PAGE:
“Birds in flight, claims the architect Vincenzo Volentieri, are not between places, they carry their places with them. We never wonder where they live: they are at home in the sky, in flight. Flight is their way of being in the world.”

From Geoff Dyer, quoted in Pico Iyer’s “Global Soul” (my emphasis and italics)

I love this quote because it speaks to the question, or perhaps the definition, of home. I share many attributes of Pico Iyer’s own sense of home: that transnational, in-between borders state of existence. For much of my adult life, I have lived in this area, yet was unable to define precisely what that area amounted to or encompassed.

Here’s another quote that tries to distill a new sense of home for us:

In conversation with a Punjab taxi driver who immigrated in Toronto, Iyer starts a fascinating dialogue about the immigrant’s sense of home.
When asked about how he felt about Toronto being his adopted city, a city whose praises he had been singing earlier, the cab driver’s voice turned soft.

“Where you spent your childhood, sir, you can never forget that place. I am here, sir, and I like it here. But,” and I could hear the ache–“I love my India.”

Yes, the ache is the root of a lot of restlessness and wanderlust, but it’s also the ache of homesickness. What I mean to say is that, for me, the distinction between wanderlust and homesickness is incredibly blurry; equally blurred are the lines between my sense of home and homelessness. Yet, amidst all of this, the ache remains.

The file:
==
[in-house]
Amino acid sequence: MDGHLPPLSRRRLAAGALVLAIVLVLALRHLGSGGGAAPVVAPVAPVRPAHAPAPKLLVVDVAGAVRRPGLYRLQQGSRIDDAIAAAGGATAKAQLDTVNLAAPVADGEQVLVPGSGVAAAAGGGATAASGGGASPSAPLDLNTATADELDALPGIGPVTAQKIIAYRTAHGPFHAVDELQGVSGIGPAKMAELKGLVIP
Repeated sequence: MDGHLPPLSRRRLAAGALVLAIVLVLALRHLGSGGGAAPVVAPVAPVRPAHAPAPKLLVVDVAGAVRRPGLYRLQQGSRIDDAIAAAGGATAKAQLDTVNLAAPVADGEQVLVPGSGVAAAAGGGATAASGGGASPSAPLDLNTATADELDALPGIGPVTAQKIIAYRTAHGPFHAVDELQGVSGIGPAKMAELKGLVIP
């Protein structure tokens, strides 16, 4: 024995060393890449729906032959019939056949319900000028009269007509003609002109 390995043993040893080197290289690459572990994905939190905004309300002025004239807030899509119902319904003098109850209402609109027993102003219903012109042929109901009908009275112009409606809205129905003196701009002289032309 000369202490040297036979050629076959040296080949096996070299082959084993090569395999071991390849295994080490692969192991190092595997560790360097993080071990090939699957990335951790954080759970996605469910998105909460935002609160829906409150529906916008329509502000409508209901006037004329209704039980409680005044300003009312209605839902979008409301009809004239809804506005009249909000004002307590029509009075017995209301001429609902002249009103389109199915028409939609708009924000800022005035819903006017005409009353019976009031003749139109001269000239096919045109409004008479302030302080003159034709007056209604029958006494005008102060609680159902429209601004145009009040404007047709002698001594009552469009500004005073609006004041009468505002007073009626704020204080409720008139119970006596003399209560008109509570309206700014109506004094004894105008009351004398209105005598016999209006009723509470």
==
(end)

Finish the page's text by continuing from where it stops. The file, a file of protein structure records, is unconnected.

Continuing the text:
As a Christian, my true sense of home is not “of this world.” This might sound metaphysical, and in fact it is. Although we have roots in a nation or a culture, our spiritual roots are much deeper, in light of eternity, and our “home” extends far beyond what we see and know this moment. When I became a Christian, I had, in many ways, “found my home.” However, when I try to analyze my life using a different vocabulary, (i.e., not a Christian vocabulary), the ache returns.

That simple line, accompanied by the ache of a man in an adopted city, speaks volumes for me. That terroir of our childhood and upbringing truly does affect the fruits of our lives. Those memories are far more than mere memories; the remnants of our childhood that exist in our minds as sights, sounds, and smells, continue to live in our lives. SO as we age, that terroir remains, shaping our being, our existence, our relationships, and our children (our fruit).

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